In 1927, the Michigan legislature revised the state criminal code to require that "habitual offenders" must serve mandatory life-time prison terms. Being slightly more lenient than the popular "three strikes" laws of the 1990s, the 1927 law defined habitual defenders as those who had committed four felonies. Under Michigan's state Prohibition law, possessing alcohol was a felony. Any person who had committed three felonies, whether alcohol violations or other crimes, was automatically sent to prison for life if he or she was caught with as little as a pint of an alcoholic beverage.
In the fall of 1927, Lansing police officer Frank Eastman arrested Fred M. Palm for possessing two pints of liquor. When Palm failed to appear for his hearing, police entered his home with a bench warrant (not a search warrant) and found Palm in possession of 14 ounces of gin. After being convicted and sentenced to life, Palm appealed to the courts objecting both to an unlawful search and that the life sentence was a cruel-and-unusual punishment. However, Palm's conviction and life-long sentence were upheld.
In the fall of 1928, an Ionia farmer and a Flint bootlegger were both sentenced to life terms, the latter based on four offenses against the state's abstinence law. These convictions elicited no public disapproval. However, in December of 1928, officer Eastman arrested Mrs. Etta Mae Miller, a 48-year-old mother of ten, for a fourth violation of the state liquor law. Mrs. Miller was convicted and sentenced to life imprisonment. The public outcry on this case led to a re-examination of Michigan's "Life for a Pint" law and an investigation of law enforcement practices against liquor.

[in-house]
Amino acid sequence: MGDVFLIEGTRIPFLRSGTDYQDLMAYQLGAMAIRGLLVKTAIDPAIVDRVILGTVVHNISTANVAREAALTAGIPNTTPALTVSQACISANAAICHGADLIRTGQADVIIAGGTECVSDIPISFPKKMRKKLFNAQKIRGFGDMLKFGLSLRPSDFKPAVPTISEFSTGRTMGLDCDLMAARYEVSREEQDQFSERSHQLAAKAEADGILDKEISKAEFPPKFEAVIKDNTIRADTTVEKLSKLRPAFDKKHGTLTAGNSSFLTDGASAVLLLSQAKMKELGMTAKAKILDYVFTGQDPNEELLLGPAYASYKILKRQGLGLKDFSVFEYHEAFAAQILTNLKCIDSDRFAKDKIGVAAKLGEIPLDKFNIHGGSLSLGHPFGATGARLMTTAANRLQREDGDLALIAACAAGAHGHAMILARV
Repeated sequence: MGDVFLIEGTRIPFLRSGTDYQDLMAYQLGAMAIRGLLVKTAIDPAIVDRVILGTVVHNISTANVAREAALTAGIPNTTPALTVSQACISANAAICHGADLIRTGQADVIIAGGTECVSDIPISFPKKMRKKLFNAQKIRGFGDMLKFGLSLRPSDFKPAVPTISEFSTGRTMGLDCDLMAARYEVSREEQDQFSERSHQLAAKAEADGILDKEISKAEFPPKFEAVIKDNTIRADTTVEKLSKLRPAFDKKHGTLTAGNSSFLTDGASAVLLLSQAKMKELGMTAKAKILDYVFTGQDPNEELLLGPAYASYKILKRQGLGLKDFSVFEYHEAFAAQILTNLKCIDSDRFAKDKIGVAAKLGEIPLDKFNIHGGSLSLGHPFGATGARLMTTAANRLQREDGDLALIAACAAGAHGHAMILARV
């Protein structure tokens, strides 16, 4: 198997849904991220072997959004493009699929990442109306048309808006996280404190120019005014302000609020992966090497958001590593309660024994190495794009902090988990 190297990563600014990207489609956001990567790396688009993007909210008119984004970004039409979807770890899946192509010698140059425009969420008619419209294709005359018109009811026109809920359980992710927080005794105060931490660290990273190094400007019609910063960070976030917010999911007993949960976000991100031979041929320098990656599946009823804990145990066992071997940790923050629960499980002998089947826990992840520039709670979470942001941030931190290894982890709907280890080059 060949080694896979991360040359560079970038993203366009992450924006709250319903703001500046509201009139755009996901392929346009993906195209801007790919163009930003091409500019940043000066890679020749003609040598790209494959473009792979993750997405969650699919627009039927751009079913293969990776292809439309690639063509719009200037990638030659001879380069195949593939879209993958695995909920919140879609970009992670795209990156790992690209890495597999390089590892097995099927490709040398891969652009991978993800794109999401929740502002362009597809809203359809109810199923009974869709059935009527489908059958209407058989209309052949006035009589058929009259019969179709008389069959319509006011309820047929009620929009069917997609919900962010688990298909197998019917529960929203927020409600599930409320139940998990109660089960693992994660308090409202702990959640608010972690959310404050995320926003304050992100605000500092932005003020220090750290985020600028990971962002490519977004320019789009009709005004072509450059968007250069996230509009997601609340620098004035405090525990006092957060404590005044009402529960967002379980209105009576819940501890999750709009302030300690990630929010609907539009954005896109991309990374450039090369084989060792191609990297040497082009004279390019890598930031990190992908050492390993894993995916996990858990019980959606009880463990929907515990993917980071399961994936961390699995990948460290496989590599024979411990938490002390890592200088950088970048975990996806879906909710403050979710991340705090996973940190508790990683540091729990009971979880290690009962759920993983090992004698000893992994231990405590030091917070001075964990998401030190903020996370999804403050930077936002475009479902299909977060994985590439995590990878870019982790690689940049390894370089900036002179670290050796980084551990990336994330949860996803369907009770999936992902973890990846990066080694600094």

Etta Mae Miller's husband, Alvin, had gone to prison before her on a state liquor violation (though not for life). An investigation revealed that the liquor found by Officer Eastman in the Miller home had been planted there by a fellow police officer.
Then-Governor Frank Green took action on the issue. In 1924, Gov. Green had objected to a court ruling that allowed police to obtain a warrant to search private homes based solely on the police officer's report of smelling a liquor odor nearby. This method, thought Gov. Green, smacked of "Czarism" and a "police inquisition." Gov. Green was not pleased at the spectre of 10 children being orphaned for a pint of gin. In January 1930, Gov. Green commuted the sentences of the state's five alcoholic life-termers to 15-year sentences and, in March, the Michigan Supreme Court reversed Etta Mae Miller's conviction.
Today, Michigan's 205 drug lifers are drawing far less sympathy than the five alcohol lifers drew in 1927, even though several mothers like JeDonna Young and Brenda Pearson are incarcerated for life under Michigan's current drug laws. Mindy Brass, a drug-lifer with a 12-year-old daughter, is in need of a heart transplant, a procedure denied to her as a prisoner. Melvina Smith is a grandmother among the drug lifers.
Michigan's severe drug laws have drawn fire from outside the state, as well. In 1994, the province of Ontario refused to extradite Daniel Jamieson, who faced a sentence of 20-to-30 years for possessing a kilogram of cocaine. Canadian officials objected to the extradition on grounds that the severity of Michigan's law was "barbaric" and a violation of human rights.